I've been wanting to make this thread for a while and finally got around to it. Here are the tools that I recommend for different levels of carving.
To start, here are the non-edged tools that I feel are necessary.
1: A good strop loaded with compound (chromium oxide, or other). It's very important to keep your knives and axes sharp while carving.
2: A good tool bag (I use this one, http://www.homedepot.com/h_d1/N-5yc1...1#.UTQFGaVXLzI). It might not be "necessary," but I like to be able to carry all of my tools in one bag.
3: I like to wear a glove on my left hand to protect myself from my knives. I just got these that are supposed to be cut-resistant. http://www.amazon.com/gp/product/B00...?ie=UTF8&psc=1
4: I like to keep a pencil and a sketch pad in my bag. I use the pencil to draw the design on the piece of wood and the pad to sketch designs that I might want to make in the future.
5: I also keep an apron in my bag to keep the wood chips off my clothes.
Here is my tool bag,
NOTE: The rubber mallet is for hammering the back of a gouge.
Okay, now for the sets.
Set 1: Someone just starting to carve that doesn't know if he/she is going to follow through with the hobby or doesn't want to spend too much money. You will mainly be able to make spoons with this set, but you could make bowls and kuksas. However, it would take quite a long time to hollow the carving out. You could easily add a gouge to help with that.
Mora 120. It only cost about $20 and I haven't found anything wrong with it.
Wetterlings Wildlife axe. This isn't ideal, but it works very well for a beginning carver.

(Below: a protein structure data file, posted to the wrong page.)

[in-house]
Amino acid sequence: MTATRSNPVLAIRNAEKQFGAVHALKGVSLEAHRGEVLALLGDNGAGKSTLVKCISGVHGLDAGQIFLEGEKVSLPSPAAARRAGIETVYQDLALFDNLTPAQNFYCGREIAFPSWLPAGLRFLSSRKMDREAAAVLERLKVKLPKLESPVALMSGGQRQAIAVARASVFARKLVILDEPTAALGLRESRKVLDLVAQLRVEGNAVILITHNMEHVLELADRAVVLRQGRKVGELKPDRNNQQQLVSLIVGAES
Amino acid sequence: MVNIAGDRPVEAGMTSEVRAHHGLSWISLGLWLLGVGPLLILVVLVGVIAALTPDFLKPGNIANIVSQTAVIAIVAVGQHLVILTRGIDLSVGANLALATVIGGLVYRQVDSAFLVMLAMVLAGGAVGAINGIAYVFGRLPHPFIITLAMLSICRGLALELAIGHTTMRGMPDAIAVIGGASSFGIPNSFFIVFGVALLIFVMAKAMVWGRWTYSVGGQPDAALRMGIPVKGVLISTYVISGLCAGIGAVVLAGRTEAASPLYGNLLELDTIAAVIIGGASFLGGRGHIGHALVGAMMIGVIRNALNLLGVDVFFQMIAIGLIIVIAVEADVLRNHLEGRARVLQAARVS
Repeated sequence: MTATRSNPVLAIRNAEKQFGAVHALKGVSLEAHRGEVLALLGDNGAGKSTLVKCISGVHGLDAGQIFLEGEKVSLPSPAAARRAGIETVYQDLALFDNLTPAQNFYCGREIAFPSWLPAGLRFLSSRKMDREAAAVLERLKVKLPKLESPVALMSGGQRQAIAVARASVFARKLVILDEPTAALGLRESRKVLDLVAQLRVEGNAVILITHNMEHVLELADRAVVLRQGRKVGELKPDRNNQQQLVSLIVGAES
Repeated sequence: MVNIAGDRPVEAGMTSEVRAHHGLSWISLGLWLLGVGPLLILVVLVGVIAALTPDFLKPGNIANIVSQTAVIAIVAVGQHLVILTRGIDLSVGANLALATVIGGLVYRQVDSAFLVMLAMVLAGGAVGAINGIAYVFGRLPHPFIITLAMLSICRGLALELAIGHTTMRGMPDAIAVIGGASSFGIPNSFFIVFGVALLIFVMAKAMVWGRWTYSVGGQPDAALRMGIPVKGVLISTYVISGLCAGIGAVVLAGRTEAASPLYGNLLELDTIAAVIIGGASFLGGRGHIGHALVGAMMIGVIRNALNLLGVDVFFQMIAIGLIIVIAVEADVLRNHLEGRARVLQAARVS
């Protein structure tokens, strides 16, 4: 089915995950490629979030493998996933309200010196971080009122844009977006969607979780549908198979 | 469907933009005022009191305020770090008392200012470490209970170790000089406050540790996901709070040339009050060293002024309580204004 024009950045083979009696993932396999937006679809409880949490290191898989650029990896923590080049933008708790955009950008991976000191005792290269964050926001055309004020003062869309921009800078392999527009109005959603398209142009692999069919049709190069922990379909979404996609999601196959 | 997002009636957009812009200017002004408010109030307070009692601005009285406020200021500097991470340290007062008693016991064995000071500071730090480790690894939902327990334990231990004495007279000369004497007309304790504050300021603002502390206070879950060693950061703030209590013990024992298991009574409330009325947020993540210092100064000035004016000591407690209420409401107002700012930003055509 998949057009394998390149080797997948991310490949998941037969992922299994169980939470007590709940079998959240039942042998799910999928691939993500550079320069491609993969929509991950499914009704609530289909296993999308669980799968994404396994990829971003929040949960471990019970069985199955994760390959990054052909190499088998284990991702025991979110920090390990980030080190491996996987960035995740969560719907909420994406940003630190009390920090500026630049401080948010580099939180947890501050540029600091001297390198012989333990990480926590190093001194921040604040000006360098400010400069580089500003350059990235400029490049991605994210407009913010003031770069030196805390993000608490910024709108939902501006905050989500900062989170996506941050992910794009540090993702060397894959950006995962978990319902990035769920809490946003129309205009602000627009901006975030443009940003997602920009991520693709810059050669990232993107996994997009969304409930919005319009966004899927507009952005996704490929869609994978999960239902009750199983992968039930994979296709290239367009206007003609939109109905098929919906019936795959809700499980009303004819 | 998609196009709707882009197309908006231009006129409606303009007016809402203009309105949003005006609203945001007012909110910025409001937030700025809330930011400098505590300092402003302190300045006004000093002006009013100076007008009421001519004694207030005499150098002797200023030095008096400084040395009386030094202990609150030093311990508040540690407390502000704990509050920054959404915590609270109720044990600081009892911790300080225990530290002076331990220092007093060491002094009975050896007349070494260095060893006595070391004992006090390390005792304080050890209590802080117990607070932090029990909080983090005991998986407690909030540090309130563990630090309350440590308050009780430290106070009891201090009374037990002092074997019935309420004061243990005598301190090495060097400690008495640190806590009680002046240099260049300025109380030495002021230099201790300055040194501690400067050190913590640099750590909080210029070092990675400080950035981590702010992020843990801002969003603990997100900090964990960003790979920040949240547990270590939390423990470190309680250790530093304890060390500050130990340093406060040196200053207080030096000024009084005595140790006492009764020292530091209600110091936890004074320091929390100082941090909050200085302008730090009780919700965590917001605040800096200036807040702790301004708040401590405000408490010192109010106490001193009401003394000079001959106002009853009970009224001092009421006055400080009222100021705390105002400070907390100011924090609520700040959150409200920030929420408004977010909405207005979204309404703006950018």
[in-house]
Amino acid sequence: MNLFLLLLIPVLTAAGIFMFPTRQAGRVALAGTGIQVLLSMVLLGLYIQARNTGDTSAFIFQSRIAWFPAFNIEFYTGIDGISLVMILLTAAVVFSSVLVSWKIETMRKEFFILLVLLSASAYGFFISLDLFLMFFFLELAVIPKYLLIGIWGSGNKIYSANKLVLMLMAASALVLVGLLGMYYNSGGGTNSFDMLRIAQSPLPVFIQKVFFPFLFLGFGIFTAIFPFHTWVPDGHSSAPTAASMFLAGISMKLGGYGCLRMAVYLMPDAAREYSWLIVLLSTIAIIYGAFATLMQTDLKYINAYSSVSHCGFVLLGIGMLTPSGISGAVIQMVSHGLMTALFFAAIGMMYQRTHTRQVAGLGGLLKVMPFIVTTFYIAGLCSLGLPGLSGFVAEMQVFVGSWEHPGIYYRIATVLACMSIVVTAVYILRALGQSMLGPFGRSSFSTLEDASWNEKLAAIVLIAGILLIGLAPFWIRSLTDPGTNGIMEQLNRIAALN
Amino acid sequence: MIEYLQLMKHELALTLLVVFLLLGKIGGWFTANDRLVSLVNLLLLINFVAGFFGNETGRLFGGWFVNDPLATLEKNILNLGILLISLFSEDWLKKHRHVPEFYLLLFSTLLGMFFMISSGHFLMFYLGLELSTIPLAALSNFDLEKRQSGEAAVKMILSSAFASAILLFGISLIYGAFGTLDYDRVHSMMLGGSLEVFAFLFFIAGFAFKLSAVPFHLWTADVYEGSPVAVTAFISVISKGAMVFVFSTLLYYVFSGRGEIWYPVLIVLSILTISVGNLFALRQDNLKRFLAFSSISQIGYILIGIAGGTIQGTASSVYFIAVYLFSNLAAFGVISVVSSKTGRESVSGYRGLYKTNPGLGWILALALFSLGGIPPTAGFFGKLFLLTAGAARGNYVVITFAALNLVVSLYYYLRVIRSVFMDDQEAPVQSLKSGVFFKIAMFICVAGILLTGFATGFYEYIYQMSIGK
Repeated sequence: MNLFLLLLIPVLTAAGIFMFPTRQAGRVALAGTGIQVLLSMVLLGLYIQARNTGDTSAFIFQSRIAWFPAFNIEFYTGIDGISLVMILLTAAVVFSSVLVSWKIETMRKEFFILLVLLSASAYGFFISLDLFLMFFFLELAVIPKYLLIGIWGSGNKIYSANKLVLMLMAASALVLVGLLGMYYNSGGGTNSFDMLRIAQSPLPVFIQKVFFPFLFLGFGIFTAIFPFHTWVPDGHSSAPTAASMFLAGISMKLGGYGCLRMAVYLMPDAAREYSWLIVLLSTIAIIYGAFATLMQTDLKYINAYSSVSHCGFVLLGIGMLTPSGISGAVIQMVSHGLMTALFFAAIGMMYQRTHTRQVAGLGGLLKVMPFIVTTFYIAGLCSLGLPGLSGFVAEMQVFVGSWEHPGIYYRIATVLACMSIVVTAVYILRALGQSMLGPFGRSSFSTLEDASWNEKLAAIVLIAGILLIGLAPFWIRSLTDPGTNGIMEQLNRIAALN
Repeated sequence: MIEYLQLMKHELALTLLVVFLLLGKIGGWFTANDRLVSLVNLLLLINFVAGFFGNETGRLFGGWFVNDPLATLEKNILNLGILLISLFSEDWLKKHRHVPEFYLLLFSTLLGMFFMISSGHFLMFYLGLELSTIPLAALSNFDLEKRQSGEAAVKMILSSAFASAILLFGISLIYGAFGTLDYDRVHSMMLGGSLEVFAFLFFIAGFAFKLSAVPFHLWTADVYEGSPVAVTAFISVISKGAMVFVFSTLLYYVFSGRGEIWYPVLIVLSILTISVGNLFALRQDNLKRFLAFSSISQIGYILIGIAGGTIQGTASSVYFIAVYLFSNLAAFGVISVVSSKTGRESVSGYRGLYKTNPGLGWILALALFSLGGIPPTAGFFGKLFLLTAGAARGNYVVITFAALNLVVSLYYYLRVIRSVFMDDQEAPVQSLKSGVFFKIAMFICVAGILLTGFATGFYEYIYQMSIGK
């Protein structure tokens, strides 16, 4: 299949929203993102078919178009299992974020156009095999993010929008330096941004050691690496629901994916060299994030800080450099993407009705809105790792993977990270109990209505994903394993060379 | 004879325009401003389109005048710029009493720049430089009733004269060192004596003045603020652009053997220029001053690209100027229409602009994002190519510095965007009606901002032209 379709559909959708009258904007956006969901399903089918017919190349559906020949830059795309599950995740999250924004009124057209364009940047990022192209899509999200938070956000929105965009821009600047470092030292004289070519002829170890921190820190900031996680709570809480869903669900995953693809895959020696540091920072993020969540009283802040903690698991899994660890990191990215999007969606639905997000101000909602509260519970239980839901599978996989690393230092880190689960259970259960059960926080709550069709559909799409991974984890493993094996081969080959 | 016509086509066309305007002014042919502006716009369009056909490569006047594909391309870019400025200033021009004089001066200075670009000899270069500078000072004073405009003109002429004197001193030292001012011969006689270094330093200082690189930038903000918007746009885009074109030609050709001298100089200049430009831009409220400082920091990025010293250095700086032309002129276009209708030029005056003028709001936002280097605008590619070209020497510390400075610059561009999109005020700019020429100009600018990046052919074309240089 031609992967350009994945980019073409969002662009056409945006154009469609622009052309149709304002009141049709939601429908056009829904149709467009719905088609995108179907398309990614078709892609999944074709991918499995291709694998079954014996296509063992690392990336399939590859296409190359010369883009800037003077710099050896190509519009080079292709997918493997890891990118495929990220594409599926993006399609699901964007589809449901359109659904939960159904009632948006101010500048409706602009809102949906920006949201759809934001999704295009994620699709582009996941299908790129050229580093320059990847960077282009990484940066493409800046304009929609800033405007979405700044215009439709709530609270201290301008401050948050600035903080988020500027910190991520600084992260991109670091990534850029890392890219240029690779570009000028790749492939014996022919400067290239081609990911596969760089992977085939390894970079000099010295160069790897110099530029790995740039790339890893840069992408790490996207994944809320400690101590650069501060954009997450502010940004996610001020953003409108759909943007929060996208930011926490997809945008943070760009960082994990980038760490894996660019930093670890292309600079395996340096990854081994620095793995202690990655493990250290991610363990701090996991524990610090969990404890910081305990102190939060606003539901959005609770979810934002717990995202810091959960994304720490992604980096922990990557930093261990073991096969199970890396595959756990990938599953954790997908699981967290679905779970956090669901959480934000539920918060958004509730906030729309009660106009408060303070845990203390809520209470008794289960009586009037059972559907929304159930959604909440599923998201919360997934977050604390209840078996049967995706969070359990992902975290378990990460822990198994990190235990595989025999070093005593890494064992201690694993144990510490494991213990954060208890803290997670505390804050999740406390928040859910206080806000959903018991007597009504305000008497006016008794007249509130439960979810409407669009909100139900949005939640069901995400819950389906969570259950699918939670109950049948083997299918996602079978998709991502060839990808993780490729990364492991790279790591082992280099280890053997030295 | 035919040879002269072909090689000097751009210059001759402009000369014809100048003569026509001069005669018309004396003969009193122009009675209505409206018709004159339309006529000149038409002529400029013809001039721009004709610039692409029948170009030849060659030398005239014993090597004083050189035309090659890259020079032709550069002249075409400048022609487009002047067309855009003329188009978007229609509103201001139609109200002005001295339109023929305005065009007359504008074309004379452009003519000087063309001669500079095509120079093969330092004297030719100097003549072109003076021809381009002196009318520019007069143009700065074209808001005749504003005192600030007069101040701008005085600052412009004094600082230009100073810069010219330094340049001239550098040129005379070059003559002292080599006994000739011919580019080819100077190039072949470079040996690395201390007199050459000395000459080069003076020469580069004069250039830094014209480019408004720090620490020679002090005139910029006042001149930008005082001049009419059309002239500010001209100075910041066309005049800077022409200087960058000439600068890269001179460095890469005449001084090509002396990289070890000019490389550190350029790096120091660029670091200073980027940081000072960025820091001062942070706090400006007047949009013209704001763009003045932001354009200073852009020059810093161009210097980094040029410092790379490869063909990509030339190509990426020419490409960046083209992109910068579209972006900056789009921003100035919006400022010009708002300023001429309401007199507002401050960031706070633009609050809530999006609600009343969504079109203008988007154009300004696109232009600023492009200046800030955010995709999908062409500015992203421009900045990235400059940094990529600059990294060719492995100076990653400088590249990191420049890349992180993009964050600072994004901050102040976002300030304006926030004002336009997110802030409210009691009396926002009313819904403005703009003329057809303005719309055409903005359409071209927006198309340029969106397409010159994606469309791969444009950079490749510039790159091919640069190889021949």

Mora 164 hook knife. Now, this is by far not the best spoon knife. However, if you have the ability to reprofile the edge a bit thinner it will be very serviceable. You could also get a better spoon knife from someone like Del Stubbs (http://pinewoodforge.com) or Paul Jones of Deepwoods Ventures (http://www.deepwoodsventures.com/index.html). Paul was VERY kind when I gave him some constructive criticism about the spoon knife he made me. He even sent me a prototype of a new spoon knife for free.
Saw. You really could use any saw that you have, but I use this one http://www.amazon.com/Corona-RS-7395...rds=corona+saw. I think a straight bladed one would work better than this, but it's just what I have.
SET 2: This set would be useful for someone that is more serious about carving and wants a great set. You can always add anything else you need. This set would work great for spoons, bowls, kuksas, and anything else you could this of.
Gransfors Bruks Swedish Carving Axe. If you can afford it, it is really nice. You can literally feel the hand-made quality.
Mora 120. Same as above.
Saw. Same as above.
Pfeil #7 bent gouge. I got a good deal on this on E-Bay for about $30-40. You would probably want to get a rubber mallet to chase the gouge.
Deepwoods Ventures spoon knife. This one doesn't work that well for spoons, but it is great for rough hollowing bowls and kuksas.
Deepwoods Ventures spoon knife prototype. Paul said he was going to add it to his lineup sometime, but he hasn't added it yet. This one works great for spoons, and the finish work for hollowing bowls and kuksas.
I hope this will help someone.